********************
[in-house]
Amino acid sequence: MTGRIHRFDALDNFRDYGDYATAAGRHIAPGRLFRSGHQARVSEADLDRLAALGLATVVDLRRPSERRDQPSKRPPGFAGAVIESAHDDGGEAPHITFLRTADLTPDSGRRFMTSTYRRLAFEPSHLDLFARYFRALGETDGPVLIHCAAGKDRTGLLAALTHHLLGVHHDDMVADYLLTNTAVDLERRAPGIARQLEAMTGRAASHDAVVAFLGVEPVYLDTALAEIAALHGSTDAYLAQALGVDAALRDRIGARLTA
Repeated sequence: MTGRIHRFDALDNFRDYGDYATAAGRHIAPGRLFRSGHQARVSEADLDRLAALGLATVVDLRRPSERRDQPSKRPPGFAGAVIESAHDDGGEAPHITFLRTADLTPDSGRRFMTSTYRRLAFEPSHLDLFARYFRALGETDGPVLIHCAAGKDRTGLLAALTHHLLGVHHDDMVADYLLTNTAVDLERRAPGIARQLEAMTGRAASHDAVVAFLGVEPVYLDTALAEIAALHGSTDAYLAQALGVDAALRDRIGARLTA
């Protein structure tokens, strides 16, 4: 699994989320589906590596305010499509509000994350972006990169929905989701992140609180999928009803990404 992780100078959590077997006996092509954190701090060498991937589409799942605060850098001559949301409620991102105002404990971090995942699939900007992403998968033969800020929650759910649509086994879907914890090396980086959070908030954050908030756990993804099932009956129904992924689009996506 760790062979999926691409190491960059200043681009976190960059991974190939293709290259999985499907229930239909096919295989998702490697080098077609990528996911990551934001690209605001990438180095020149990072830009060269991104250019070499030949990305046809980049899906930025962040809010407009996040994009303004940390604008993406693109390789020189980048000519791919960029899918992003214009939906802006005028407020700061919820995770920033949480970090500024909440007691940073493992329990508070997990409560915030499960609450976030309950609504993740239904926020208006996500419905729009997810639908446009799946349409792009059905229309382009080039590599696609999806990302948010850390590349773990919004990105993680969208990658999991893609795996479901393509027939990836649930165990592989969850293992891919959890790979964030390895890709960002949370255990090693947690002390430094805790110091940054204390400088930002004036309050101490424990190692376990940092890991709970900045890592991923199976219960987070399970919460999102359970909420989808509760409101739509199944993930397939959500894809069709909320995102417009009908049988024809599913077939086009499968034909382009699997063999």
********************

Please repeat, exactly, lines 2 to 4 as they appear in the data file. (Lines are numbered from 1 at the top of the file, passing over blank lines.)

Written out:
Amino acid sequence: MTGRIHRFDALDNFRDYGDYATAAGRHIAPGRLFRSGHQARVSEADLDRLAALGLATVVDLRRPSERRDQPSKRPPGFAGAVIESAHDDGGEAPHITFLRTADLTPDSGRRFMTSTYRRLAFEPSHLDLFARYFRALGETDGPVLIHCAAGKDRTGLLAALTHHLLGVHHDDMVADYLLTNTAVDLERRAPGIARQLEAMTGRAASHDAVVAFLGVEPVYLDTALAEIAALHGSTDAYLAQALGVDAALRDRIGARLTA
Repeated sequence: MTGRIHRFDALDNFRDYGDYATAAGRHIAPGRLFRSGHQARVSEADLDRLAALGLATVVDLRRPSERRDQPSKRPPGFAGAVIESAHDDGGEAPHITFLRTADLTPDSGRRFMTSTYRRLAFEPSHLDLFARYFRALGETDGPVLIHCAAGKDRTGLLAALTHHLLGVHHDDMVADYLLTNTAVDLERRAPGIARQLEAMTGRAASHDAVVAFLGVEPVYLDTALAEIAALHGSTDAYLAQALGVDAALRDRIGARLTA
């Protein structure tokens, strides 16, 4: 699994989320589906590596305010499509509000994350972006990169929905989701992140609180999928009803990404 992780100078959590077997006996092509954190701090060498991937589409799942605060850098001559949301409620991102105002404990971090995942699939900007992403998968033969800020929650759910649509086994879907914890090396980086959070908030954050908030756990993804099932009956129904992924689009996506 760790062979999926691409190491960059200043681009976190960059991974190939293709290259999985499907229930239909096919295989998702490697080098077609990528996911990551934001690209605001990438180095020149990072830009060269991104250019070499030949990305046809980049899906930025962040809010407009996040994009303004940390604008993406693109390789020189980048000519791919960029899918992003214009939906802006005028407020700061919820995770920033949480970090500024909440007691940073493992329990508070997990409560915030499960609450976030309950609504993740239904926020208006996500419905729009997810639908446009799946349409792009059905229309382009080039590599696609999806990302948010850390590349773990919004990105993680969208990658999991893609795996479901393509027939990836649930165990592989969850293992891919959890790979964030390895890709960002949370255990090693947690002390430094805790110091940054204390400088930002004036309050101490424990190692376990940092890991709970900045890592991923199976219960987070399970919460999102359970909420989808509760409101739509199944993930397939959500894809069709909320995102417009009908049988024809599913077939086009499968034909382009699997063999």